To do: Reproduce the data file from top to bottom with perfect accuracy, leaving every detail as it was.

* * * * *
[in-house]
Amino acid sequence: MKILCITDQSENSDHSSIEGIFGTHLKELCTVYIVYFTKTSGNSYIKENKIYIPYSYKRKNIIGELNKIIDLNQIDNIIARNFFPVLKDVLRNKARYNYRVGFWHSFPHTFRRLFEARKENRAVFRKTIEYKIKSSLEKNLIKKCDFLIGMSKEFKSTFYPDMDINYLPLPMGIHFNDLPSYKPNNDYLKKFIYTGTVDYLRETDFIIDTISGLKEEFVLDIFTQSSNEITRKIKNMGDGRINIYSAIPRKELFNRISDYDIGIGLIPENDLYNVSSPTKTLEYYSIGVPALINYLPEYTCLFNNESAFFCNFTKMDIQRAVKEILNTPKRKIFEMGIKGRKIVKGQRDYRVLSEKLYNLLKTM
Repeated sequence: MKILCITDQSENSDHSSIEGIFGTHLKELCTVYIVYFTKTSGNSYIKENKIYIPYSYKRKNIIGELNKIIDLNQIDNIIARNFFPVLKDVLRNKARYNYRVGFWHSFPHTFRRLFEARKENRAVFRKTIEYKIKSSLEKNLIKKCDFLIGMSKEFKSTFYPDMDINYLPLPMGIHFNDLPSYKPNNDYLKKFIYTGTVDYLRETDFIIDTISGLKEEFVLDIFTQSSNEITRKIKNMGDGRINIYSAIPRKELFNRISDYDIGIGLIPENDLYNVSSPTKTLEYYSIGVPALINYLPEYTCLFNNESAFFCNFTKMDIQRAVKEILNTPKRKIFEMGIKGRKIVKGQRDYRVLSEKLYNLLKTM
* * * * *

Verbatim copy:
[in-house]
Amino acid sequence: MKILCITDQSENSDHSSIEGIFGTHLKELCTVYIVYFTKTSGNSYIKENKIYIPYSYKRKNIIGELNKIIDLNQIDNIIARNFFPVLKDVLRNKARYNYRVGFWHSFPHTFRRLFEARKENRAVFRKTIEYKIKSSLEKNLIKKCDFLIGMSKEFKSTFYPDMDINYLPLPMGIHFNDLPSYKPNNDYLKKFIYTGTVDYLRETDFIIDTISGLKEEFVLDIFTQSSNEITRKIKNMGDGRINIYSAIPRKELFNRISDYDIGIGLIPENDLYNVSSPTKTLEYYSIGVPALINYLPEYTCLFNNESAFFCNFTKMDIQRAVKEILNTPKRKIFEMGIKGRKIVKGQRDYRVLSEKLYNLLKTM
Repeated sequence: MKILCITDQSENSDHSSIEGIFGTHLKELCTVYIVYFTKTSGNSYIKENKIYIPYSYKRKNIIGELNKIIDLNQIDNIIARNFFPVLKDVLRNKARYNYRVGFWHSFPHTFRRLFEARKENRAVFRKTIEYKIKSSLEKNLIKKCDFLIGMSKEFKSTFYPDMDINYLPLPMGIHFNDLPSYKPNNDYLKKFIYTGTVDYLRETDFIIDTISGLKEEFVLDIFTQSSNEITRKIKNMGDGRINIYSAIPRKELFNRISDYDIGIGLIPENDLYNVSSPTKTLEYYSIGVPALINYLPEYTCLFNNESAFFCNFTKMDIQRAVKEILNTPKRKIFEMGIKGRKIVKGQRDYRVLSEKLYNLLKTM